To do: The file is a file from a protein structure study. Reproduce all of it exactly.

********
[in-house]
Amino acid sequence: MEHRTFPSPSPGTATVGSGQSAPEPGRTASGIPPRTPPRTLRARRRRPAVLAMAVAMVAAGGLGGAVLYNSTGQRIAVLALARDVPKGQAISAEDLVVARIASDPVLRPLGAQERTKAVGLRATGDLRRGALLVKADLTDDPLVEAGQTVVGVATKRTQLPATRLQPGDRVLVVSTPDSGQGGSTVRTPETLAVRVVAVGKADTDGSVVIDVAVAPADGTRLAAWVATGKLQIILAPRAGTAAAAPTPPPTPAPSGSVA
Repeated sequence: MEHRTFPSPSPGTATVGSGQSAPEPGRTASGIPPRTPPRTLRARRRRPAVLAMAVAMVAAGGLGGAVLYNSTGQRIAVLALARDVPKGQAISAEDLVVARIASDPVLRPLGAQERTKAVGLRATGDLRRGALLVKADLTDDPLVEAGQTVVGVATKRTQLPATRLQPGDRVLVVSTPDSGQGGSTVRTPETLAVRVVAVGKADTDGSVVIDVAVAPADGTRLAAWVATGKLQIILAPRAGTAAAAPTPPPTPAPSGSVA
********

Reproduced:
[in-house]
Amino acid sequence: MEHRTFPSPSPGTATVGSGQSAPEPGRTASGIPPRTPPRTLRARRRRPAVLAMAVAMVAAGGLGGAVLYNSTGQRIAVLALARDVPKGQAISAEDLVVARIASDPVLRPLGAQERTKAVGLRATGDLRRGALLVKADLTDDPLVEAGQTVVGVATKRTQLPATRLQPGDRVLVVSTPDSGQGGSTVRTPETLAVRVVAVGKADTDGSVVIDVAVAPADGTRLAAWVATGKLQIILAPRAGTAAAAPTPPPTPAPSGSVA
Repeated sequence: MEHRTFPSPSPGTATVGSGQSAPEPGRTASGIPPRTPPRTLRARRRRPAVLAMAVAMVAAGGLGGAVLYNSTGQRIAVLALARDVPKGQAISAEDLVVARIASDPVLRPLGAQERTKAVGLRATGDLRRGALLVKADLTDDPLVEAGQTVVGVATKRTQLPATRLQPGDRVLVVSTPDSGQGGSTVRTPETLAVRVVAVGKADTDGSVVIDVAVAPADGTRLAAWVATGKLQIILAPRAGTAAAAPTPPPTPAPSGSVA